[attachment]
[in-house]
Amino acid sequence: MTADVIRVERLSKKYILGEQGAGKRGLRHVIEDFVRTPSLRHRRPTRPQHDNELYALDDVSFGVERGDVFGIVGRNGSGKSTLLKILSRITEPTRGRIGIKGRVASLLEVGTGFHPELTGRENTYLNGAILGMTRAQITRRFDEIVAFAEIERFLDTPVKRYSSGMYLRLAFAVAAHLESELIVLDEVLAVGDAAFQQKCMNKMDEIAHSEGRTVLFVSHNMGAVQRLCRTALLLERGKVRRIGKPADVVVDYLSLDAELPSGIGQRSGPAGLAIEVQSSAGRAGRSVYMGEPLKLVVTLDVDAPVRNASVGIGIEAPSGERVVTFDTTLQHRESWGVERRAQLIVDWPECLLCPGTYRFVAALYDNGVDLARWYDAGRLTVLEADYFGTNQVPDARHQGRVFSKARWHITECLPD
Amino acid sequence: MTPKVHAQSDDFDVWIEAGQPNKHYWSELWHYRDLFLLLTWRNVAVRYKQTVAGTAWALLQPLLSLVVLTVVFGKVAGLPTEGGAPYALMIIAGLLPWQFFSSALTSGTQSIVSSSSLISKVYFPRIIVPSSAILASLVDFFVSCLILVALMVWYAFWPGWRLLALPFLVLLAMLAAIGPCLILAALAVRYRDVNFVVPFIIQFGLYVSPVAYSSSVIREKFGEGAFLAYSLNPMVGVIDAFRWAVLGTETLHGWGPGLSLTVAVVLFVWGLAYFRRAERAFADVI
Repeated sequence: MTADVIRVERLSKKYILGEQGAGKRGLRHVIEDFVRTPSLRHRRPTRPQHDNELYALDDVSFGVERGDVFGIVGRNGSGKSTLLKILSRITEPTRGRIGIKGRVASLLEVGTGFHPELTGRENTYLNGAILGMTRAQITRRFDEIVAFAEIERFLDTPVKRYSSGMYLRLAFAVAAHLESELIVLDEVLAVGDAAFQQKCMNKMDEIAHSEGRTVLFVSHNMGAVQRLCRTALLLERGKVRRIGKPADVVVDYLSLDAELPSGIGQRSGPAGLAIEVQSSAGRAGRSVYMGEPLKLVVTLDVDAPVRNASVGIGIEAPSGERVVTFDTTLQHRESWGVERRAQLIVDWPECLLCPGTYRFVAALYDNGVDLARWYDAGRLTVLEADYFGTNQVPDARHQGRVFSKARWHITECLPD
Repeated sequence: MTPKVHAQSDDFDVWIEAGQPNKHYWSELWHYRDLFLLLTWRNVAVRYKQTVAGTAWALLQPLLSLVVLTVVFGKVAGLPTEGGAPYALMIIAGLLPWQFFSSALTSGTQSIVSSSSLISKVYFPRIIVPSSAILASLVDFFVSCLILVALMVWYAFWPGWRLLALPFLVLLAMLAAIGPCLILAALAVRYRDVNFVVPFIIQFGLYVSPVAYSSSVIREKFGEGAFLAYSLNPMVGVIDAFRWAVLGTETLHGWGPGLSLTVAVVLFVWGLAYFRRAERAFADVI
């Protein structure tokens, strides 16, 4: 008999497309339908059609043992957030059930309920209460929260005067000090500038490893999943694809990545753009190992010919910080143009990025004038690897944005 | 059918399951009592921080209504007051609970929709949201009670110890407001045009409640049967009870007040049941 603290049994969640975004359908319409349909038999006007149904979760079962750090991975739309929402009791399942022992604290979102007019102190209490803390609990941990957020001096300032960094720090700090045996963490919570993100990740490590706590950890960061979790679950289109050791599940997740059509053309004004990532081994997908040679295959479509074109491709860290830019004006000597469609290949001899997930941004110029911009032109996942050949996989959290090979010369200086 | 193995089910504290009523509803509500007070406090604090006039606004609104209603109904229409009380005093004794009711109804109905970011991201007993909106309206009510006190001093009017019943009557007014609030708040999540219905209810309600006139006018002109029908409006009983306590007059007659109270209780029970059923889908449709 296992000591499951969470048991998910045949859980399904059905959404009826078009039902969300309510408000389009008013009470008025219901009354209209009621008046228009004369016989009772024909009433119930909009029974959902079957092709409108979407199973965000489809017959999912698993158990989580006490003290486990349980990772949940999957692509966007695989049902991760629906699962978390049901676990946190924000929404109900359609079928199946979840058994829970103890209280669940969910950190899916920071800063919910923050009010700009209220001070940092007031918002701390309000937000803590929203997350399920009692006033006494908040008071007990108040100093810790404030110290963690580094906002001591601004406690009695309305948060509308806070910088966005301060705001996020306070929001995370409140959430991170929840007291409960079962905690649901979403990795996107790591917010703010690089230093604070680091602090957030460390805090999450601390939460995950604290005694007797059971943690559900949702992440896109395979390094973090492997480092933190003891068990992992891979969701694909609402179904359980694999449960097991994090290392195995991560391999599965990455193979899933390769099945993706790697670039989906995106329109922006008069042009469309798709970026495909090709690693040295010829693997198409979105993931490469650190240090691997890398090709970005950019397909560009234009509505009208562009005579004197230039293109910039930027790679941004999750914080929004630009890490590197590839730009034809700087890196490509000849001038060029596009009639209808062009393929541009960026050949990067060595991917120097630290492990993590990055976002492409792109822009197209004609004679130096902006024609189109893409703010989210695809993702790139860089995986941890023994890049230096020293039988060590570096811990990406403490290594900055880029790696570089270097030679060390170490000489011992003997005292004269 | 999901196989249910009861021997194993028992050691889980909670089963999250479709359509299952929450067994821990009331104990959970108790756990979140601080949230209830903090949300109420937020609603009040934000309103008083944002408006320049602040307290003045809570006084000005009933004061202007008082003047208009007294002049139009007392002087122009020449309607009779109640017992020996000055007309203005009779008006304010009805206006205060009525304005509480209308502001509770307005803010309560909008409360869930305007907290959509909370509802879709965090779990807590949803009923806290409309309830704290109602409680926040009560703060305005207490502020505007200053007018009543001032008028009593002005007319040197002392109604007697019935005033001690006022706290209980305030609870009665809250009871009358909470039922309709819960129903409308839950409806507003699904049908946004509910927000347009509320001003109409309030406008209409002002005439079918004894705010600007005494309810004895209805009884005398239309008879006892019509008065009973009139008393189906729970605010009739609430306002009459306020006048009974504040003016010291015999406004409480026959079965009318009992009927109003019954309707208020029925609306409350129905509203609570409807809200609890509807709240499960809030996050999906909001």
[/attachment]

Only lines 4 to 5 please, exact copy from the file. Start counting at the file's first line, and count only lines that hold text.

Repeated sequence: MTADVIRVERLSKKYILGEQGAGKRGLRHVIEDFVRTPSLRHRRPTRPQHDNELYALDDVSFGVERGDVFGIVGRNGSGKSTLLKILSRITEPTRGRIGIKGRVASLLEVGTGFHPELTGRENTYLNGAILGMTRAQITRRFDEIVAFAEIERFLDTPVKRYSSGMYLRLAFAVAAHLESELIVLDEVLAVGDAAFQQKCMNKMDEIAHSEGRTVLFVSHNMGAVQRLCRTALLLERGKVRRIGKPADVVVDYLSLDAELPSGIGQRSGPAGLAIEVQSSAGRAGRSVYMGEPLKLVVTLDVDAPVRNASVGIGIEAPSGERVVTFDTTLQHRESWGVERRAQLIVDWPECLLCPGTYRFVAALYDNGVDLARWYDAGRLTVLEADYFGTNQVPDARHQGRVFSKARWHITECLPD
Repeated sequence: MTPKVHAQSDDFDVWIEAGQPNKHYWSELWHYRDLFLLLTWRNVAVRYKQTVAGTAWALLQPLLSLVVLTVVFGKVAGLPTEGGAPYALMIIAGLLPWQFFSSALTSGTQSIVSSSSLISKVYFPRIIVPSSAILASLVDFFVSCLILVALMVWYAFWPGWRLLALPFLVLLAMLAAIGPCLILAALAVRYRDVNFVVPFIIQFGLYVSPVAYSSSVIREKFGEGAFLAYSLNPMVGVIDAFRWAVLGTETLHGWGPGLSLTVAVVLFVWGLAYFRRAERAFADVI